August 10: Ronnnie Spector of The Ronettes- the "Original bad girl of rock and roll"- is 68-years-old today.

Born Veronica Yvette Bennett in New York City, Ronnie began singing at an early age, encouraged by her large, close family. The other members of the Ronettes were her older sister, Estelle Bennett (who died in 2009), and cousin, Nedra Talley.

Ronnie has been called the "original bad girl of rock and roll."

The Ronettes were produced and managed by Phil Spector. Bennett was married to Phil Spector from 1968 to 1974, and took his name professionally; they adopted three children, including a set of twins, whom Phil adopted as a single parent after Ronnie and the youngest child left him.

In the early 1960s, they had huge hits with "Be My Baby," "Baby I Love You," and "Walking in the Rain." The group broke up in 1966, never to reunite until their 2007 induction into the Rock and Roll Hall of Fame.

A one-time single, "You Came, You Saw, You Conquered," sung by Ronnie but credited to "The Ronettes Featuring the Voice of Veronica," appeared in 1969 on Herb Alpert's A&M label, with an old Ronettes B-side.

In early 1971, during Phil Spector's tenure as head of A&R at Apple Records, Ronnie recorded the single "Try Some, Buy Some"/"Tandoori Chicken"; released as Apple 33 in the UK, Apple 1832 in the U.S. The A-side of the single was written by George Harrison, and produced by both Harrison and Spector. The single was not a big hit.

In the early to mid 1970s, Ronnie briefly reformed the Ronettes (as Ronnie Spector and the Ronettes) with two new members. In her book, she recounted several abortive attempts to recapture mainstream success throughout the 1970s and early 1980s, during which time she was widely perceived as an oldies act.

Billy Joel's 1976 hit "Say Goodbye to Hollywood" was inspired by Ronnie. Ronnie herself covered it in 1977 backed by Bruce Springsteen and the E Street Band.

Ronnie recorded her first solo album in 1980 produced by Genya Ravan, which was a prelude to her work with Joey Ramone in the late 1990s. In 1986, Ronnie enjoyed a resurgence to popular radio airplay as the featured vocalist on Eddie Money's Top 5 hit "Take Me Home Tonight." The video for the recording was one of the top videos of the year and in power rotation on MTV.


(Continued below video and Amazon portals ...)

(Press album, MP3 or book cover for direct link to the entire Amazon Website):

Best of The RonettesBe My Baby: The Very Best Of The Ronettes
She Talks to RainbowsBe My Baby: How I Survived Mascara, Miniskirts, and Madness, or My Life as a Fabulous Ronette

During this period, she also recorded the song "Tonight You're Mine, Baby" (from the film Just One of the Guys) and sang a duet with Southside Johnny on the recording "You Mean So Much To Me," written by Southside's longtime friend Bruce Springsteen and produced by Steven Van Zandt of the E Street Band.

In 1999, she released the critically acclaimed album, She Talks to Rainbows, produced by Joey Ramone, which featured a few covers of older songs. In 2003, she provided backing vocals for The Misfits' album, Project 1950.

In 2003, Ronnie Spector and the other Ronettes sued Phil Spector for non-payment of royalties, winning a $3 million judgment; upholding the terms of the group's 1963 contract as binding.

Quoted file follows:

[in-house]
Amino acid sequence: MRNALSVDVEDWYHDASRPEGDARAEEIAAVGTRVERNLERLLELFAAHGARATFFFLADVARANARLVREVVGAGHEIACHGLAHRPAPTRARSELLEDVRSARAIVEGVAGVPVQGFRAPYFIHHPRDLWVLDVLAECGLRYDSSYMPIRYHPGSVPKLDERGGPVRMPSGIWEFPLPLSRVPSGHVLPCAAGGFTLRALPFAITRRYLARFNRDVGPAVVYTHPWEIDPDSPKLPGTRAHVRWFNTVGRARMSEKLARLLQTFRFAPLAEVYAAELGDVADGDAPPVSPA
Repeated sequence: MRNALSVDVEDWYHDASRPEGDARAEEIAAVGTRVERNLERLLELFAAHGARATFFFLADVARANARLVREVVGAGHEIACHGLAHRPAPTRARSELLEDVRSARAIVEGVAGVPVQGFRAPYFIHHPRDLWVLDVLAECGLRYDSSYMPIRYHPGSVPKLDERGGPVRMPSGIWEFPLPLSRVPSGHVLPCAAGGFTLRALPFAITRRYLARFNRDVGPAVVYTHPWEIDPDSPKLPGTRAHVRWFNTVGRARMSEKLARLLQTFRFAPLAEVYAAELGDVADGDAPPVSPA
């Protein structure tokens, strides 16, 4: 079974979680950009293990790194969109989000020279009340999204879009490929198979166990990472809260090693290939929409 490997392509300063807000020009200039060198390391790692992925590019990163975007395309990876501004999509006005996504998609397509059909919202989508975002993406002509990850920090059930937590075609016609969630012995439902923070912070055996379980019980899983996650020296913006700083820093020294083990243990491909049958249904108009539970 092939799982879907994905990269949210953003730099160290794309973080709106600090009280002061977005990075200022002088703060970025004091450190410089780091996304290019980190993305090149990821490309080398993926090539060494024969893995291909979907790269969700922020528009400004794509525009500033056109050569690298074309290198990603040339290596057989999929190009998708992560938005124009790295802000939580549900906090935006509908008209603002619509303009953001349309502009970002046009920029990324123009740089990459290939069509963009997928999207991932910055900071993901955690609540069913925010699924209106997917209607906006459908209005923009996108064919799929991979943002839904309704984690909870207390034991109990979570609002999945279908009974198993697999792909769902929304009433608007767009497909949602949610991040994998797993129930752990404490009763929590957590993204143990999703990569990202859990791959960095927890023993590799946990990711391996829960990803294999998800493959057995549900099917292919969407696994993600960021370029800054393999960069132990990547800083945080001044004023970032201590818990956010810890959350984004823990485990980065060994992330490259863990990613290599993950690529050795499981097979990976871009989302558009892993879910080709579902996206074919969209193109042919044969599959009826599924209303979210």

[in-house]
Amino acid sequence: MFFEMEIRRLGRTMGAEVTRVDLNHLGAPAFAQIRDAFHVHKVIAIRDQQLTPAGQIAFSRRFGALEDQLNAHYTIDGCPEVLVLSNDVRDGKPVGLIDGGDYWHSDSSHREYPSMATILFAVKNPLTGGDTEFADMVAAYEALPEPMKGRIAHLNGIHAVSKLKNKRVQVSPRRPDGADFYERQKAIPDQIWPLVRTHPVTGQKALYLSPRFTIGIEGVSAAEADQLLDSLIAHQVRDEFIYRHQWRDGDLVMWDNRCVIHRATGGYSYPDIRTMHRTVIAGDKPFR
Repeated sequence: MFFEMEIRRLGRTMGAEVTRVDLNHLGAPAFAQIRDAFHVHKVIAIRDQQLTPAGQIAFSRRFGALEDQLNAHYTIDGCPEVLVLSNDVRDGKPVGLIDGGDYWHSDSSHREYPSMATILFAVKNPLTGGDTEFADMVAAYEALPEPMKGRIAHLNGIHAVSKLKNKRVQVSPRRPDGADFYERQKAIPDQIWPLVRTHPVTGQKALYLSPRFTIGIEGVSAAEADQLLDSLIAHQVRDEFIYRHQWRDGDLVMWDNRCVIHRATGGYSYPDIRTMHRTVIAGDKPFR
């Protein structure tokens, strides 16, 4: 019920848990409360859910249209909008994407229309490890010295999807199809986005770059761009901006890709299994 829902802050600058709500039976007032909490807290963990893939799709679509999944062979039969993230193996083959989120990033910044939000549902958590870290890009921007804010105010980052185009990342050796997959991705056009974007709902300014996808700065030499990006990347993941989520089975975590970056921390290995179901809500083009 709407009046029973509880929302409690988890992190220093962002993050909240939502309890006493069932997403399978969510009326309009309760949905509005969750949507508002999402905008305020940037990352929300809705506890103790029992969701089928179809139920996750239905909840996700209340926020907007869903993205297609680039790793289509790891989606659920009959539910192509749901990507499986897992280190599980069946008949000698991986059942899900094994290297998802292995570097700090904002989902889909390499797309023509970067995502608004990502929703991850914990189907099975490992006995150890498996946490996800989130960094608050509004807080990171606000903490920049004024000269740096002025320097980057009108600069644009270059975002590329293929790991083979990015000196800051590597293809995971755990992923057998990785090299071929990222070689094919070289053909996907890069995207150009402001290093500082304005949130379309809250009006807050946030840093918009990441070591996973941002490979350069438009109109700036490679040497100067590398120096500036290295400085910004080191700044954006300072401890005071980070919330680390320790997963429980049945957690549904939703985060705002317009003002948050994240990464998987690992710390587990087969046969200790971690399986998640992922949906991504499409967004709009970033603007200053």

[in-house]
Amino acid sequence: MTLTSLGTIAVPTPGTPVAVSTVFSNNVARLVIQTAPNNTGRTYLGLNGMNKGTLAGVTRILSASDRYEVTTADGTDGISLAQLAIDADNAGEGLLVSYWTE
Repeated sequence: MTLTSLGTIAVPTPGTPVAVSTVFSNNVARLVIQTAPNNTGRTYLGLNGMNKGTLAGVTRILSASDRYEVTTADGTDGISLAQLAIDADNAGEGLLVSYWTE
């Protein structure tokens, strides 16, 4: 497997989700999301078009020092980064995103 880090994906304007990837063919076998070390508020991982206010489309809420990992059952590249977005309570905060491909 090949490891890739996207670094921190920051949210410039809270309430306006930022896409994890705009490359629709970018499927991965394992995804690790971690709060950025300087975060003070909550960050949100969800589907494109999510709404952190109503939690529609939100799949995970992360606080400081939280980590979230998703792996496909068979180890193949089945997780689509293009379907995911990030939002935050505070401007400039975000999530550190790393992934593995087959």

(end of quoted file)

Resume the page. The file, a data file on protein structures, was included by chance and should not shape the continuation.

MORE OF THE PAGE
Ronnie along with her group were inducted into the Vocal Group Hall of Fame in 2004. In 2007, they were inducted into the Rock and Roll Hall of Fame.

Ronnie's recent album Last of the Rock Stars (Bad Girl
Sounds) was released domestically in 2009 featuring contributions from members of the Raconteurs, Nick Zinner of the 'Yeah Yeah Yeahs', the Raveonettes, Patti Smith and Keith Richards. Ronnie herself has co-produced two of the songs.

A new Christmas EP, "Ronnie Spector's Best Christmas Ever" was released on Bad Girl Sounds in November 2010 featuring five new Christmas songs.

In 2011, after the death of Amy Winehouse, Ronnie Spector released her version of Amy's hit 'Back to Black' as a tribute and for the benefit of the Daytop Village addiction treatment centers.
Ronnie has said that Phil kept her as a virtual prisoner and limited her opportunities to pursue her musical ambitions. In her autobiography, she said that he would force her to watch the film Citizen Kane to remind her she would be nothing without him. Spector's domineering attitude led to the dissolution of their marriage.

Bennett was forbidden to speak to the Rolling Stones or tour with the Beatles, because Phil Spector feared that she would be unfaithful. (In his autobiography, Life, Keith Richards of The Rolling Stones admits to having an affair with Ronnie.)

Bennett claims Spector showed her a gold coffin with a glass top in his basement, promising to kill and display her if she left him. During Spector's reclusive period in the late 1960s, he reportedly kept his wife locked inside their mansion. She claimed he also hid her shoes to dissuade her from walking outside, and kept the house dark because he did not want anyone to see his balding head.

Ronnie stated in her autobiography that she walked out of the house through the closed and locked rear sliding glass door, shoeless, shattering the glass as she left, and feet all cut up by the time she got to the gate. She never returned. Ronnie Spector filed for divorce in 1972.

Her autobiography, Be My Baby: How I Survived Mascara, Miniskirts, and Madness, co-authored with Vince Waldron, was published in 1989. In 2004, Onyx Books republished the book in a revised and updated mass-market paperback edition in the U.S.

Ronnie now lives in Connecticut. She has been performing Ronnie Spector's
Christmas Party annually since the late 1980s around the United States and for the last ten years in New York City at BB King's Blues Club and Grill.

Visit Ronnie's offical Website: